October 17, 2009

Dunn with Mao

Filed under: Life-Based News,Taxes & Government — Tom @ 2:06 pm

It was bad enough almost exactly four years ago when supposedly respectable columnist Nick Kristof of the New York Times sought to essentially excuse the over 70 million dead bodies mass murderer Mao Tse-tung left in his wake during his brutal reign over Communist China:

I agree that Mao was a catastrophic ruler in many, many respects …. But Mao’s legacy is not all bad. Land reform in China, like the land reform in Japan and Taiwan, helped lay the groundwork for prosperity today. The emancipation of women and end of child marriages moved China from one of the worst places in the world to be a girl to one where women have more equality than in, say, Japan or Korea. Indeed, Mao’s entire assault on the old economic and social structure made it easier for China to emerge as the world’s new economic dragon.

…. Mao’s ruthlessness was a catastrophe at the time …. and yet there’s more to the story: Mao also helped lay the groundwork for the rebirth and rise of China after five centuries of slumber.

Y’know, the dead millions were just collateral damage, eggs broken to make omelets.

The corpses of the 50 million “missing girls,” victims of the country’s current one-child policy, would surely dispute whether they have “more equality than in Japan or Korea.”

Bad as Kristof’s willful blindness is, it’s much worse to have someone supposedly respectable in an important position inside the Obama White House who doesn’t just makes excuses for Mao, but considers him a kind of role model and a “favorite philosopher”:

The third lesson and tip actually come from two of my favorite political philosophers: Mao Tse-tung and Mother Teresa. Not often coupled with each other. In 1947, when Mao Tse-tung was being challenged within his own party on his plan to basically take China over, the Nationalist Chinese helped the cities, they had the army, they had the Air Force, they had everything on their side. And people said, “How can you win? How can you do this? How can you do this? Against all the odds against you?” And Mao Tse-tung said, “You fight your war and I’ll fight mine,” and think about that for a second.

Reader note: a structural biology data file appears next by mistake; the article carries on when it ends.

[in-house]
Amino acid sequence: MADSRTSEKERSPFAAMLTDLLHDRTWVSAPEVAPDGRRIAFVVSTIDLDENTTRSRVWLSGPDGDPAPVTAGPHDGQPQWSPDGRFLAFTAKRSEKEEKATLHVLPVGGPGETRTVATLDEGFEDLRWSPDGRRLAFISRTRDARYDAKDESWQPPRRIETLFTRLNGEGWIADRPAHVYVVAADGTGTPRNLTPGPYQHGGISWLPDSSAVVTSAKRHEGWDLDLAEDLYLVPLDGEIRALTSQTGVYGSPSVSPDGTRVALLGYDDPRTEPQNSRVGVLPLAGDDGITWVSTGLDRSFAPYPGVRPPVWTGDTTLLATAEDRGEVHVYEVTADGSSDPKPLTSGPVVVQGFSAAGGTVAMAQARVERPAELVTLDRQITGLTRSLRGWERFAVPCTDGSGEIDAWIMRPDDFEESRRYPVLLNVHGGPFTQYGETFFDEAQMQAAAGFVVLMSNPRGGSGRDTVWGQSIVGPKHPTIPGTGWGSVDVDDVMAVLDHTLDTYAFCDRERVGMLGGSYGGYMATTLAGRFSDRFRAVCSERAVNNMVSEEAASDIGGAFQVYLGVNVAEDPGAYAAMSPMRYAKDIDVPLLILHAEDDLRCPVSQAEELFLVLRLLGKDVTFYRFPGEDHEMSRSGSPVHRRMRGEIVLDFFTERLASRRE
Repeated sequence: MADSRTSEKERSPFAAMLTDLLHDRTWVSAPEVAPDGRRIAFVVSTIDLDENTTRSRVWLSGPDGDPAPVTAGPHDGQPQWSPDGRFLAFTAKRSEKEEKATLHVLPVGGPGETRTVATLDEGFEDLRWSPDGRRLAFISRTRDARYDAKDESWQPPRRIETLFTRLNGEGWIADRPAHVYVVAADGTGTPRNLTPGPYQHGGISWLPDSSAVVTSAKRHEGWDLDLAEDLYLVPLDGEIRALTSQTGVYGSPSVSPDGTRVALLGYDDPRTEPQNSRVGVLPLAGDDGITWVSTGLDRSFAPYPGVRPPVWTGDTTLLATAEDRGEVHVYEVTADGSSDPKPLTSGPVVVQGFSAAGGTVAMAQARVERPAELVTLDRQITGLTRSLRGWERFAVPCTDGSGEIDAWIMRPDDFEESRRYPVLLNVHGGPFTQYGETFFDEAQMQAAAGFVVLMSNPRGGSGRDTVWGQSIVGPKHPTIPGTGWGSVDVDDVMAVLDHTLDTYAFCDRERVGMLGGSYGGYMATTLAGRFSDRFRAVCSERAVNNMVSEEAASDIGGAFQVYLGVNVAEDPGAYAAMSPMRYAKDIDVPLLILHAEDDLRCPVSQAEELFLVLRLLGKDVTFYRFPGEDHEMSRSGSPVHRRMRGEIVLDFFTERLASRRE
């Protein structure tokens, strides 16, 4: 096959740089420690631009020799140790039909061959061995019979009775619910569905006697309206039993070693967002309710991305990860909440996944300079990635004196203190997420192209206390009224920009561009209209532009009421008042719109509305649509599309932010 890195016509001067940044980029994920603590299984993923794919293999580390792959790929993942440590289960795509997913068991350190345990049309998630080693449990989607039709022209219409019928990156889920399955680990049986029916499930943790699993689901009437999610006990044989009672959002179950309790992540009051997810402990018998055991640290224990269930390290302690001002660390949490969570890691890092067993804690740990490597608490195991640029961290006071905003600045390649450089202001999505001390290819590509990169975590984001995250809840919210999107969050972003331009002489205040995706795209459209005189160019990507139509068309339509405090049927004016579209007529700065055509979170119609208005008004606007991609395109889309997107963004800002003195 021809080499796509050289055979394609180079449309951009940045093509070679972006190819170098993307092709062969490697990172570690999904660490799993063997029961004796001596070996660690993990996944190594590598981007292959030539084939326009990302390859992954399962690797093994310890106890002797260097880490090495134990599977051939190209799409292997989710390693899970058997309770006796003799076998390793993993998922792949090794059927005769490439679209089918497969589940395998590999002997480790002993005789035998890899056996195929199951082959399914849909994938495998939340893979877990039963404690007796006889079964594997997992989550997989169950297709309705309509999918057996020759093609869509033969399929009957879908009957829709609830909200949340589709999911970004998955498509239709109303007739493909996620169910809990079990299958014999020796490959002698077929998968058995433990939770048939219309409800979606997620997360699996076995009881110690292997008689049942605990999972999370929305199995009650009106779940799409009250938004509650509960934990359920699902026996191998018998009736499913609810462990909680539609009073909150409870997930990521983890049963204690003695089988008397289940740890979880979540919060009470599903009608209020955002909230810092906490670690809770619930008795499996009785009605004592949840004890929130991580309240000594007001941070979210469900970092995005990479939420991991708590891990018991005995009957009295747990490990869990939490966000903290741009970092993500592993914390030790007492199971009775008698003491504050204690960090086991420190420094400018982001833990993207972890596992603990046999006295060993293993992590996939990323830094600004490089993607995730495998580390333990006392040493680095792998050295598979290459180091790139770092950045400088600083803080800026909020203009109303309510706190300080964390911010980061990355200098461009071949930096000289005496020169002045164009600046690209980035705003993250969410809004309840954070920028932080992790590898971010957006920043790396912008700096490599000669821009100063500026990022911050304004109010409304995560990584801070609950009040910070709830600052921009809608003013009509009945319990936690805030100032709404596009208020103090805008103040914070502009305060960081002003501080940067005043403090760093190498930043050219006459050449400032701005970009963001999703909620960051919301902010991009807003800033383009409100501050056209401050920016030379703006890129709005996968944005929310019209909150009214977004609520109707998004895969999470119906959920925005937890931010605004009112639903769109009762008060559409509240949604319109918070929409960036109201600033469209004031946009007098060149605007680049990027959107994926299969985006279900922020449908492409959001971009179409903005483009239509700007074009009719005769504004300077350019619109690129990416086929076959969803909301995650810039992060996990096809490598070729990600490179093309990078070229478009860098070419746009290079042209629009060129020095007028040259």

The inclusion of and comparison to Mother Teresa adds insult to already grievous injury. Bleep you, Anita Dunn.

The real “wingnuts” are in charge. They deserve no quarter, and no benefit of the doubt. Ever.


UPDATE: Clarity — As long as real “wingnuts” like Anita Dunn, Kevin Jennings, John Holdren, and so many others populate responsible positions in this administration, this administration deserves no quarter, and no benefit of the doubt. A full-broom housecleaning could conceivably render things differently. Fat chance.

Full-Year U.S. Deficit Quick Hit: $1.417 Trillion Result Is Slightly Worse Than CBO’s Last Estimate; National Debt Increased Almost $1.9 Trillion

Filed under: Economy,Taxes & Government — Tom @ 9:29 am

As I suspected yesterday (“There’s also the possibility that the final statement will be issued late this afternoon in hopes of getting light weekend press coverage of the full-year deficit”), the Treasury Department released the government’s final Monthly Treasury Statement for the fiscal year ended September 30 late yesterday afternoon.

The $1.417 trillion deficit is slightly higher than that predicted by the Congressional Budget Office (CBO) earlier this month.